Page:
The head of the civil justice system in England and Wales has written to judges reminding them that journalists can attend all public hearings after Bureau reporters were repeatedly blocked from possession courts.
Master of the Rolls Sir Geoffrey Vos intervened after the Bureau informed his office that journalists were regularly barred from entering courts over the course of two months of reporting.
Rules state possession hearings should normally be held in public.
Little data is published on the details of possession hearings – the court cases where judges decide whether landlords or mortgage lenders can move to evict tenants and homeowners. So the Bureau sent reporters out to 30 possession courts across England and Wales on 110 occasions over the summer. However, six of those attempts ended with judges refusing to let journalists into their courtrooms, some claiming, incorrectly, that all such hearings are private. On two additional occasions the reporters were initially barred from entering the court building at all – once on the orders of a judge, the other by court staff.
When reporters were allowed into court, lawyers for mortgage lenders regularly objected to their presence and attempted to have details of cases blocked from publication.
A trade association for the finance industry wrote to a senior member of the judiciary asking about the Bureau’s project, citing “nervousness” about the “reputational risks” to banks of public attention on these hearings.
The project exposed the myriad barriers and confusions surrounding reporting on a critical part of the judicial system. In numerous cases, lawyers and judges remarked that they had never seen a journalist in these courts before.
Alex Cunningham, Labour’s shadow minister for courts and sentencing, said: “Open justice is just a slogan unless we ensure the freedom of the press to report on public court proceedings. The Tories said that no one would lose their home as a result of coronavirus, but because of reporting from possession proceedings we know that isn’t true. The Master of the Rolls is right to remind judges of the current guidance, denying journalists access to public hearings is unacceptable.”
How evictions work
If a landlord wants to reclaim their property from a tenant in England and Wales they must serve the tenant with either a Section 21 notice – in which they do not have to give any specific reasons – or a Section 8 notice, in which they name the legal grounds they are relying on. These grounds are laid out in the Housing Act 1988.
If the tenant refuses to leave the property after the notice has been given, the landlord can bring the case to court.
Grounds 1-8 are mandatory grounds: as long as the right notice is given and paperwork filed, then the judge will almost certainly grant possession to the landlords. This includes ground 8, which states a court must order possession if two months' rent is unpaid.
Grounds 9-17 are discretionary: the judge can weigh up the information in front of them and make their own minds up as to what to do. These include neglecting or damaging the property and nuisance behaviour.
When a possession order is given, the judge will specify the date by which the tenant needs to leave. The landlord can then apply for a warrant to bring in the bailiffs. The judge might also order the tenant to pay the arrears and the legal costs of the case.
Despite the issues, reporters logged the cases of 683 hearings, revealing the extent to which both private and social landlords, as well as mortgage providers, were pursuing claims in the courts in England and Wales. The Bureau found that at least one in 10 cases it investigated involved children or the defendant facing issues with their benefit payments.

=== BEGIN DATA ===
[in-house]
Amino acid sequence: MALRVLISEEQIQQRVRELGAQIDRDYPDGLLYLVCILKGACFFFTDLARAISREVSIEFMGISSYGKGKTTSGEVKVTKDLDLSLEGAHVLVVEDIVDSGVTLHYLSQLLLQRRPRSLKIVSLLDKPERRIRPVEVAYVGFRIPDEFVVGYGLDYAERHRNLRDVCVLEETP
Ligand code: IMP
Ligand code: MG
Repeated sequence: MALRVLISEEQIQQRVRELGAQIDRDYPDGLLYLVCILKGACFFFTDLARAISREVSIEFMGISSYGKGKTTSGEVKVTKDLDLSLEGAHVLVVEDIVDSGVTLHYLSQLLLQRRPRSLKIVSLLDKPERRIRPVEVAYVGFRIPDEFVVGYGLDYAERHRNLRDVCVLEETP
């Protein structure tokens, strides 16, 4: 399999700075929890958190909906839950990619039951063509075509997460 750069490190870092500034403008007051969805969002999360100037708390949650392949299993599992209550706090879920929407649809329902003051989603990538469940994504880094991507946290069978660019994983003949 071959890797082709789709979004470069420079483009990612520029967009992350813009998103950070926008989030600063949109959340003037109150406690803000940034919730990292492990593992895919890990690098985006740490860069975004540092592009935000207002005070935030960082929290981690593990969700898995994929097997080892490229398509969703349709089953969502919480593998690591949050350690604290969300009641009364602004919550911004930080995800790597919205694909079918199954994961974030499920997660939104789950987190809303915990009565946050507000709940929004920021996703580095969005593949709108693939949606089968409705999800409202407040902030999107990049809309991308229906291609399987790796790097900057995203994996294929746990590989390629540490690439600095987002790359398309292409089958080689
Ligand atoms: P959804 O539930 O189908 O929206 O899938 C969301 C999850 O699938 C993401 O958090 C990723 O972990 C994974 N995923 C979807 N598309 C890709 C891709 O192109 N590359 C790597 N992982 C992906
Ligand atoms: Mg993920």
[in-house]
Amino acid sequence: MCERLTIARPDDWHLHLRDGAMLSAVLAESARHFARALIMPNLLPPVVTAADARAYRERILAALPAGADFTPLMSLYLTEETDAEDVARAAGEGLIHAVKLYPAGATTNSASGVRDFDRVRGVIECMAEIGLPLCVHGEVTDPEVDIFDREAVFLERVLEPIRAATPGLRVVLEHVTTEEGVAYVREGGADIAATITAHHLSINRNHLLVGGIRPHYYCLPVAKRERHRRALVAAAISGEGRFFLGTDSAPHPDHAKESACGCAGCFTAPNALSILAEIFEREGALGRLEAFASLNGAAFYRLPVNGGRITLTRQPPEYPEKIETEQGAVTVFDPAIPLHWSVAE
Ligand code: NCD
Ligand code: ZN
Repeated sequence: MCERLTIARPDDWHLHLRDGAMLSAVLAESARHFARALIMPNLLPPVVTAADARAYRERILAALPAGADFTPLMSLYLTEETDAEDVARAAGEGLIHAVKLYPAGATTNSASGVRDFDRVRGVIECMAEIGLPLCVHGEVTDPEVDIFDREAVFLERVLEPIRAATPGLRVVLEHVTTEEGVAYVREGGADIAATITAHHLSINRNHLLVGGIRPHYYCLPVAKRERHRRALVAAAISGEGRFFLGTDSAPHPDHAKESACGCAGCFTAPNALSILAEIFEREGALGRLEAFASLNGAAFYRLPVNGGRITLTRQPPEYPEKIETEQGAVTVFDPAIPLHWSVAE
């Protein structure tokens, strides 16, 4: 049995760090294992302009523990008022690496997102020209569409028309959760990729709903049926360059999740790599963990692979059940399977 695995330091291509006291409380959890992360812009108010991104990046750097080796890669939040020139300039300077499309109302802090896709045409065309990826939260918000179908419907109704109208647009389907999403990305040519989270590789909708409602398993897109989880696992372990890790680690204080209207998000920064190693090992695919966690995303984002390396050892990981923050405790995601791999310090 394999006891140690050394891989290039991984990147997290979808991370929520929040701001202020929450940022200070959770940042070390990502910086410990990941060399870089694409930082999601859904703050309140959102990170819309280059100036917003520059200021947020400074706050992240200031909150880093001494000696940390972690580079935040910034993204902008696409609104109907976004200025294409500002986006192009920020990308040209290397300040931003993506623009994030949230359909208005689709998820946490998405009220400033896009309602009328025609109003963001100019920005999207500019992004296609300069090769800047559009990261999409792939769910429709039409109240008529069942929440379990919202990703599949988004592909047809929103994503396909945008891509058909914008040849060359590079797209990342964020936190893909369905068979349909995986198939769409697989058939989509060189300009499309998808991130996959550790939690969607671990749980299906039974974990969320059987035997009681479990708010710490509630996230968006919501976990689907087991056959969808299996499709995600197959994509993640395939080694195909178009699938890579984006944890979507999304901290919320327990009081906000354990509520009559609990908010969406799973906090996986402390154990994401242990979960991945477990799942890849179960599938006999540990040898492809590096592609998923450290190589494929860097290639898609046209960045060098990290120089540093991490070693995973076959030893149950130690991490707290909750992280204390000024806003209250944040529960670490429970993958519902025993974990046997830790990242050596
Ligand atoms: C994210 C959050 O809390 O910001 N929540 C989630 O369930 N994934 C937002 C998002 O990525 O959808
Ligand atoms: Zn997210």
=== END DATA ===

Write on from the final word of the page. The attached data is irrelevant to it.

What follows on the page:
Today, the Bureau will present details about the challenges the project faced to the House of Commons justice select committee’s Open Justice inquiry, which is exploring barriers to court reporting.
Financial privacy vs public interest
Possession hearings are open to the public as default, and have been since changes were made to civil court procedures in England and Wales in 2019. A judge can only rule they be held in private in particular instances and if justice cannot be achieved any other way. The office of the Master of the Rolls told the Bureau: “The general position that hearings are public remains applicable in possession hearings.”
Over two months the Bureau logged seven occasions when reporters were stopped from attending any hearings at all, in six of those they were told, incorrectly, that hearings were always held in private.
In one instance, a judge at a London court said he would not allow our reporter in without a signed and stamped letter from the top regional judge.
In Birmingham, the Bureau’s reporter was blocked from sitting in on hearings because Covid-19 precautions meant the size of the room was only suitable for three people other than the judge – a rule that would have been breached if both the landlord and tenant had turned up with legal representation.
The source of disagreement was often over the wording of the civil procedure rules – updated in 2019 – which state that hearings should be public and can only be ruled private in certain circumstances. One of these includes where there is “confidential information (including information relating to personal financial matters)”. Some judges took this to mean all hearings should be private – as all hearings would likely include details of rent or mortgage arrears. However, this is not the case – as confirmed to the Bureau by senior members of the judiciary.
The Bureau reporters were often only allowed into hearings after appealing to more senior judges. One noted – after one such communication – that a lack of proper oversight of judicial decisions was a “hallmark of despotic regimes”.
In just under a fifth of the mortgage hearings logged, lawyers for the lenders raised objections to journalists being in the room. Most of the objections came from lawyers representing Bank of Scotland – 12 objections in all.
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In one instance, a lawyer working for Bank of Scotland withdrew their cases from the court schedule, aiming to relist them at a time when they could put in a formal request to have the hearings in private.